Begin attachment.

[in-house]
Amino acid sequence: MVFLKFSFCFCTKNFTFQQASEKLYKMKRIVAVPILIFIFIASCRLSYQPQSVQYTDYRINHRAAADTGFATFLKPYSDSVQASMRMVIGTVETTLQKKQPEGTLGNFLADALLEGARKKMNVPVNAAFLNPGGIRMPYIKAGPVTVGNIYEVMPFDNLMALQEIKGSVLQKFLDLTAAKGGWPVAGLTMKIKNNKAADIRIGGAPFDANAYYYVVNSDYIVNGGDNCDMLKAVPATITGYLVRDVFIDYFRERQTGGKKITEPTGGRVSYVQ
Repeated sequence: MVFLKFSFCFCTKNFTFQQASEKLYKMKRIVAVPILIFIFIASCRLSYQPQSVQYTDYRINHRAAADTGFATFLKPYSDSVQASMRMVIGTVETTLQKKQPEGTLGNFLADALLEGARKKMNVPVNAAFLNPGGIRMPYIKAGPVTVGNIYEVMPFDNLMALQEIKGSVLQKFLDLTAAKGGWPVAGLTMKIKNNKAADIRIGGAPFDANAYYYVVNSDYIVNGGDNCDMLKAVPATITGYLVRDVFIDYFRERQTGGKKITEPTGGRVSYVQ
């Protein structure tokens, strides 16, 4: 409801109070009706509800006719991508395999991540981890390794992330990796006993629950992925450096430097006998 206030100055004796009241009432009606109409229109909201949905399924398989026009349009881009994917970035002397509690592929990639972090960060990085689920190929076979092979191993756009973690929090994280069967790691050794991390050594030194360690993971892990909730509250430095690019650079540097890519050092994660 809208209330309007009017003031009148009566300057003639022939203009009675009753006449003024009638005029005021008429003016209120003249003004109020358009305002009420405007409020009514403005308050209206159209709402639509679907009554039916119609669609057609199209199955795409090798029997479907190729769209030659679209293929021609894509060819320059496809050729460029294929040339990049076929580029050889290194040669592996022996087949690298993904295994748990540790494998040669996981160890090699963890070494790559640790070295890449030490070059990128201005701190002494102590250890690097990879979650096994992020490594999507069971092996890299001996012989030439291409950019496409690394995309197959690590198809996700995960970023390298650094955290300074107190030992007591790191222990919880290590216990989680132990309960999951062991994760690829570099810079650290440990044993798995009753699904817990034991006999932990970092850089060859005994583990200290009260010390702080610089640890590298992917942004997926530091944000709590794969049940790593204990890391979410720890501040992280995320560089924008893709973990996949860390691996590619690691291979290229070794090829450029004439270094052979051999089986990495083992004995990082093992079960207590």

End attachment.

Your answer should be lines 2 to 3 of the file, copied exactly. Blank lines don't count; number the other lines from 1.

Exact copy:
Amino acid sequence: MVFLKFSFCFCTKNFTFQQASEKLYKMKRIVAVPILIFIFIASCRLSYQPQSVQYTDYRINHRAAADTGFATFLKPYSDSVQASMRMVIGTVETTLQKKQPEGTLGNFLADALLEGARKKMNVPVNAAFLNPGGIRMPYIKAGPVTVGNIYEVMPFDNLMALQEIKGSVLQKFLDLTAAKGGWPVAGLTMKIKNNKAADIRIGGAPFDANAYYYVVNSDYIVNGGDNCDMLKAVPATITGYLVRDVFIDYFRERQTGGKKITEPTGGRVSYVQ
Repeated sequence: MVFLKFSFCFCTKNFTFQQASEKLYKMKRIVAVPILIFIFIASCRLSYQPQSVQYTDYRINHRAAADTGFATFLKPYSDSVQASMRMVIGTVETTLQKKQPEGTLGNFLADALLEGARKKMNVPVNAAFLNPGGIRMPYIKAGPVTVGNIYEVMPFDNLMALQEIKGSVLQKFLDLTAAKGGWPVAGLTMKIKNNKAADIRIGGAPFDANAYYYVVNSDYIVNGGDNCDMLKAVPATITGYLVRDVFIDYFRERQTGGKKITEPTGGRVSYVQ